No one doubts the rise of China is the biggest strategic issue Australia faces: the only difference is how to deal with it.
In articles dealing with this issue it’s normally around here, in the second sentence, where invective takes over from rational debate. Otherwise polite, intelligent people begin foaming at the mouth, shout incoherently and have to be held back by others lest they ''go'' the normally benign, bespectacled academic who holds a contrary view.
When you’re dealing with China everyone suddenly becomes an expert and every analyst has their own solution. This is normally combined with a concomitant refusal to accept alternative solutions for dealing with the ''Middle Kingdom''. Oh, and that's the other rhetorical trick you'll notice when discussing China. The use of historical references, or maybe the word ''dragon'' inserted high up, as if throwing in a couple of magic words will somehow invest your particular theory with credibility allowing it to overcome any rival. The problem is, of course, that we’re all groping in the dark.
The issue convulsing China at the moment is a fierce anti-corruption campaign. It started being driven from the highest level, which makes sense. The distribution of wealth has become significantly more unequal. Today the top one percent earn more than a third of the country's income (and, perhaps more significantly, hold its assets and power). For those who like numbers this can be expressed in terms of a Gini coefficient. If everyone owned the same amount of property, this would be ''0''; if one person owned everything the coefficient would be "1".
The US National Bureau of Economic Research says that in 2000, our wealth coefficient here in Australia was .622. Back then China’s was .55, which was itself a dramatic rise from .45 in 1995. But the situation today is far worse with a Gini greater than .73. Wealth is hugely concentrated and it’s not flowing to the poor. The implications of this are both urgent and obvious.
Although the superpower has prospered mightily, the benefits of this development are not being shared equally. More critically, although the pace of expansion has slowed significantly since 2008, concentration of greater wealth in the hands of fewer people (and families) is increasing. This undermines the basic foundations of prosperity and stability. It's a dangerous cocktail. One theory behind China’s bellicosity towards its neighbours is that those in power are seeking to unify the country by fueling xenophobia. Others suggest it’s got more to do with those in power eliminating domestic rivals. Or perhaps it really is an attempt to crush corruption – we just don’t know.
Dramatic internal change is accompanied by a revolution in the way Beijing is dealing with the world. China is demanding ... well what, exactly? The superpower is refusing to be bound by international legal norms and throwing its military and economic weight around. Territorial disputes with Japan and Vietnam; using Cambodia as a proxy to disturb south-east Asia’s unity; using weapons radar to illuminate other countries vessels, a preliminary activity before firing missiles. Yet there seems to be no coherent approach. It’s difficult to know what or who (if, indeed, any one person is responsible) is driving such events.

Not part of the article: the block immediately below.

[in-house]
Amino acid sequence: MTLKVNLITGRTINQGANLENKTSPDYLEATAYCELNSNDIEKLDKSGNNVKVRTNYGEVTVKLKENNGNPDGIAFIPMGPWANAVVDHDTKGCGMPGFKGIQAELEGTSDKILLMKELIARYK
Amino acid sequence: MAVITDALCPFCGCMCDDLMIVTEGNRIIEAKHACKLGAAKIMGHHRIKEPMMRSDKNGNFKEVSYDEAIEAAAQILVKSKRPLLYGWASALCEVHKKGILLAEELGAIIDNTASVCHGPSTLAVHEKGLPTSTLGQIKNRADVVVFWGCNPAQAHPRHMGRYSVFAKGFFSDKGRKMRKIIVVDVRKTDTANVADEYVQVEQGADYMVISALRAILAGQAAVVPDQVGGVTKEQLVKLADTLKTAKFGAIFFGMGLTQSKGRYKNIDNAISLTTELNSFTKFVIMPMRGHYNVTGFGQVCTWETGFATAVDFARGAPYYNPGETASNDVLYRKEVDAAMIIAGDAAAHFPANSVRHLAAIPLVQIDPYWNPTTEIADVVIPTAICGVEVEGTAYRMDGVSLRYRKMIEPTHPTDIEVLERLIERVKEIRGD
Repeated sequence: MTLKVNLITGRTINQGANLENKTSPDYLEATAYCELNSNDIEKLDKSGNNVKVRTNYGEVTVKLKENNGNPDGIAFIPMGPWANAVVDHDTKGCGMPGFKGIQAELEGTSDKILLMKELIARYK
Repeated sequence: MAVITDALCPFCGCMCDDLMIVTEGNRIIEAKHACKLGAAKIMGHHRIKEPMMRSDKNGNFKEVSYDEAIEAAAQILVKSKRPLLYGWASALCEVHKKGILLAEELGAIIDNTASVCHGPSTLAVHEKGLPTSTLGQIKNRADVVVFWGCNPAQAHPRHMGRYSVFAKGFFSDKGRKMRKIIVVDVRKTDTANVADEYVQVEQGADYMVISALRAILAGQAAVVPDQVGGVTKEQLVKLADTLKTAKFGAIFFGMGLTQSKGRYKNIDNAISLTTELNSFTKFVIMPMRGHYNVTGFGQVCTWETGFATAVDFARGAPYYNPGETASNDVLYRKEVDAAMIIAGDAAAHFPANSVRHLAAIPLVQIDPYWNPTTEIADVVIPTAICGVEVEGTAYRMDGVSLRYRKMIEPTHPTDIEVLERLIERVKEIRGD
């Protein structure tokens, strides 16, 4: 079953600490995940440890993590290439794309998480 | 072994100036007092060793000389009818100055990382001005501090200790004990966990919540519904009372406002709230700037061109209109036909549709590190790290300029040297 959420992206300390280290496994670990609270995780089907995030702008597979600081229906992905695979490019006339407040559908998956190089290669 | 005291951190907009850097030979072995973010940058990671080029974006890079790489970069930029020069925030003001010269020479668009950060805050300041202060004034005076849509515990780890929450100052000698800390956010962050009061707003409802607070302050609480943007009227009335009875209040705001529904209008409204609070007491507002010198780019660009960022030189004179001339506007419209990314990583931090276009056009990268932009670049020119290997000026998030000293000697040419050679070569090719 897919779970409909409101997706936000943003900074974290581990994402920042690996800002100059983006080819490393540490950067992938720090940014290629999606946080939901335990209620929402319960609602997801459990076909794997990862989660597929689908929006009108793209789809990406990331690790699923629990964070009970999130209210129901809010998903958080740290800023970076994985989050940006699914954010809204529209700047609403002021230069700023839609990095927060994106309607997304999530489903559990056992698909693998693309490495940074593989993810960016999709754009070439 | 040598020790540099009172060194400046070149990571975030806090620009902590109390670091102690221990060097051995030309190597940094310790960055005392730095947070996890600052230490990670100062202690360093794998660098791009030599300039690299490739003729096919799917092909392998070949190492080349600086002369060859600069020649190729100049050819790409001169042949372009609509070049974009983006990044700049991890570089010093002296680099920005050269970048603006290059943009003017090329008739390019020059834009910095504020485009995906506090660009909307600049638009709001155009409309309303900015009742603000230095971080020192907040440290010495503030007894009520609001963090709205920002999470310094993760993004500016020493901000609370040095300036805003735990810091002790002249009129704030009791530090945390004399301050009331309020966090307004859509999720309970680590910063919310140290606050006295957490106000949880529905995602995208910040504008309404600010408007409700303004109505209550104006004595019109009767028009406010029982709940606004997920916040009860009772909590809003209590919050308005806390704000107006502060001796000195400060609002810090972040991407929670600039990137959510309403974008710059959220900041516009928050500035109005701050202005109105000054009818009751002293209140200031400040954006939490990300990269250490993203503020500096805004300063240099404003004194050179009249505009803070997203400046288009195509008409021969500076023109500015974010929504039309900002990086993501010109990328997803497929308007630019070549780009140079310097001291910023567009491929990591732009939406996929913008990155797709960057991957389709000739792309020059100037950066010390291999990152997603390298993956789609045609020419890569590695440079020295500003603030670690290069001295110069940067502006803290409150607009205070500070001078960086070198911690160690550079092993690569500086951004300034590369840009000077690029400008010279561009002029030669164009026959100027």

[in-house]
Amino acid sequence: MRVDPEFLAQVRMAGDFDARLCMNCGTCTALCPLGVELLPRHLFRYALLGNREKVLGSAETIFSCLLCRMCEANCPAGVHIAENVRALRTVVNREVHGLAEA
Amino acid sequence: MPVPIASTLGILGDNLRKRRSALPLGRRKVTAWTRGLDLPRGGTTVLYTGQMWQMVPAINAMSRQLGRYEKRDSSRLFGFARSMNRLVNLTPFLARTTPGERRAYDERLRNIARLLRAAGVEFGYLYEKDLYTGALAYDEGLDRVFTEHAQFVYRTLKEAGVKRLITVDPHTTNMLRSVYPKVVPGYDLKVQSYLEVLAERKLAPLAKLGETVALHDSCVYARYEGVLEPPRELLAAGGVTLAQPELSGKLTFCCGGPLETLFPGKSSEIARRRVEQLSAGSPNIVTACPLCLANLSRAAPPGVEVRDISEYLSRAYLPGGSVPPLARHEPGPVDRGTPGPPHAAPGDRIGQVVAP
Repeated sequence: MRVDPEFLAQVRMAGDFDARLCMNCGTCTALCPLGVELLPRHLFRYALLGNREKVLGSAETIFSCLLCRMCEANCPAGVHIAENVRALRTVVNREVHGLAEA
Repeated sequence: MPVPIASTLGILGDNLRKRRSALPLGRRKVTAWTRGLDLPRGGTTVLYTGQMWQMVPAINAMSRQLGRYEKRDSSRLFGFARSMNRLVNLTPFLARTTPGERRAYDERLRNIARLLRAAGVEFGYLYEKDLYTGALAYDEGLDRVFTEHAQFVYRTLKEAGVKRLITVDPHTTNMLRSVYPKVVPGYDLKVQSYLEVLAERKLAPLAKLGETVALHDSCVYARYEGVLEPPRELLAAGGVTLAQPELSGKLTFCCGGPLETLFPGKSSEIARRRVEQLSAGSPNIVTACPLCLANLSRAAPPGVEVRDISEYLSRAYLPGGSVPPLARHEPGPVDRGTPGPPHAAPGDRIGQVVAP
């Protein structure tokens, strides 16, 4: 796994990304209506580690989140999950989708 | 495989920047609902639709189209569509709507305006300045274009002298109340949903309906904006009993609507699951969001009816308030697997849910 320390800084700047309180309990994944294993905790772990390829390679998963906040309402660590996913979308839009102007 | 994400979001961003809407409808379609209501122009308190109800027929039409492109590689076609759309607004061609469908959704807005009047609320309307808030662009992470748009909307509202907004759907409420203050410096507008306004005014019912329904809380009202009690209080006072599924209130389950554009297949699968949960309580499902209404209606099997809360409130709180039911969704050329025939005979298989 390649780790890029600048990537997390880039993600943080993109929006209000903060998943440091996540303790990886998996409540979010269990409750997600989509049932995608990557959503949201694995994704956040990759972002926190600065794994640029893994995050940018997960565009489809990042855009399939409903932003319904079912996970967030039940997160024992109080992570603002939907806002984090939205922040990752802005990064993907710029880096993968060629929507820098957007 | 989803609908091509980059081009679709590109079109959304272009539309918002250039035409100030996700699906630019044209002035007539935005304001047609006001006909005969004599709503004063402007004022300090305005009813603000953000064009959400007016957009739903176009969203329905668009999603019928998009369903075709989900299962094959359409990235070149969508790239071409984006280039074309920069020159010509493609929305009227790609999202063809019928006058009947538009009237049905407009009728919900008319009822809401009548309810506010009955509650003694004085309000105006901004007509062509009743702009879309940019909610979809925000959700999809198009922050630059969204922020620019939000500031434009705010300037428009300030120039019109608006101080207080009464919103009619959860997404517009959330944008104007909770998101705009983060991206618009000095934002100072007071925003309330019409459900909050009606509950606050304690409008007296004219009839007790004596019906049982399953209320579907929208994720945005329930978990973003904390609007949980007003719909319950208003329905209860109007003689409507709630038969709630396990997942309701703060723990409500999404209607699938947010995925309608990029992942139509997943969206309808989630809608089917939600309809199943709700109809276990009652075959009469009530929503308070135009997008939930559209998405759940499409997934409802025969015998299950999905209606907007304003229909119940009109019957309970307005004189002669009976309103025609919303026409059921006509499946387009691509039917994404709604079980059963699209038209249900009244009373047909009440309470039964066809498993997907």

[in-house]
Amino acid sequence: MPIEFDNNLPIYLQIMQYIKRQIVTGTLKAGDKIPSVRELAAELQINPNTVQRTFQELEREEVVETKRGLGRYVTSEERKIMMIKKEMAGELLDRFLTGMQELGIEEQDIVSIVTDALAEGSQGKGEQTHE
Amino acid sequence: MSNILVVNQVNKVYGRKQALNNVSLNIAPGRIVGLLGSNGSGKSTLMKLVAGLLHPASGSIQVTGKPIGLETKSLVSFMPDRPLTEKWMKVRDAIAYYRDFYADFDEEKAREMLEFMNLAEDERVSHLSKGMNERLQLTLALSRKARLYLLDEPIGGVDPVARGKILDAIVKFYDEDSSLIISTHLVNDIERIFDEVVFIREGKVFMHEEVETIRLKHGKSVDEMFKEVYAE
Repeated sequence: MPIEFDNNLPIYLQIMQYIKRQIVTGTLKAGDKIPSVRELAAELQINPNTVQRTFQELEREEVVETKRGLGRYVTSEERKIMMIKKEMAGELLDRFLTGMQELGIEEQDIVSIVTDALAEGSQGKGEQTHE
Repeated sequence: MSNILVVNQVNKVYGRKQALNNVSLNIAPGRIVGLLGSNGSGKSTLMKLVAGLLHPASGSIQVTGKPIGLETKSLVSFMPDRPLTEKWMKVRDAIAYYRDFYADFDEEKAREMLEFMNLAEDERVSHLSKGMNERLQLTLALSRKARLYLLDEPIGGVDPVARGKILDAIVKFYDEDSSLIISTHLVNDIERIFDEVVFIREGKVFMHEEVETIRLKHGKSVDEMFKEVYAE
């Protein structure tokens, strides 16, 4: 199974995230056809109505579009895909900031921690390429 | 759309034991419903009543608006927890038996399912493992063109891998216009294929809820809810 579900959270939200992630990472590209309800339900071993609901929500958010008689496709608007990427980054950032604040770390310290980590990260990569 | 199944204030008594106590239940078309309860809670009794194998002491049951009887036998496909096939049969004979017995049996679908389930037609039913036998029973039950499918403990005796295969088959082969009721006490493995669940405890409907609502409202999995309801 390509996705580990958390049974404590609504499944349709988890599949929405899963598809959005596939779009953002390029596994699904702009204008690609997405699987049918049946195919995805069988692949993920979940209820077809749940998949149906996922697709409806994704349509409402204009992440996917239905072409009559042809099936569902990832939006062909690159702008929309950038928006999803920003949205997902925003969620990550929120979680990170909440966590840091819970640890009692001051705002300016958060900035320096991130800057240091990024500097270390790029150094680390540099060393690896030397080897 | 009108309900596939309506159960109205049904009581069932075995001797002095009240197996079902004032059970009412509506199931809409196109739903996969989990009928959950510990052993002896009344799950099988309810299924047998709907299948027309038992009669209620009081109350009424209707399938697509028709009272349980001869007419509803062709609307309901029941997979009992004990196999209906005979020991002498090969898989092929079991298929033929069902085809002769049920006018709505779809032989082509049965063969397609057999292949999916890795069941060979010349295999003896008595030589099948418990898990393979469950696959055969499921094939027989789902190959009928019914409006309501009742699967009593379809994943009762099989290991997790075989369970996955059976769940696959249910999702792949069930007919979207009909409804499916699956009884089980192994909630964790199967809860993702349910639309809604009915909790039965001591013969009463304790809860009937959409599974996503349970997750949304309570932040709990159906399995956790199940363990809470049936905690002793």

In 2002, US Secretary of Defence Donald Rumsfeld insisted knowledge could be divided into three categories: known knowns (what we know), known unknowns (what we know we don’t know), and unknown unknowns (what we don’t know we don’t know). Critically, he ignored the most dangerous possibility of all: what we think we know (but actually don’t). He assumed he understood the mind of Saddam Hussein when he didn’t have a clue. Today the danger is that we think we comprehend what’s going on inside Zhongnanhai, the Communist Party’s headquarters set in the old Imperial Gardens of the capital. We don’t.
Is the new leadership team using the current anti-corruption drives as a way of purging past opponents or is it struggling to assert control over a movement that’s developed a life of its own and now threatens the stability of the state? Are offshore territorial disputes part of a strategic plan to expand China’s dominance, or might they become flashpoints for a terrible war; one as senseless as the one that erupted a century ago when a young, emotional student killed an angry, proud Archduke?
Asia remains more relevant to Australia than concerns about the terrible cycle of hate, viciousness and killing convulsing the Middle East. We need to engage, understand what we can, and keep away from the vortex. ANU Professor Hugh White’s China Choice ignited an intellectual debate. It’s important his thesis is challenged (even if his critics are occasionally wrong) and it’s vital that we engage and understand our new geo-strategic reality.
And that’s my way of getting round to plug a new book by Steve Lewis and Chris Uhlmann, The Mandarin Code. It’s pure fantasy – but it deals with the reality of a changing world and gets us thinking about the issues we need to be grappling with. People in every country just want to get on with life as best they can. To do that we need to know more; not less. And it’s always good if understanding can be served up as entertainment.
Nicholas Stuart is a Canberra writer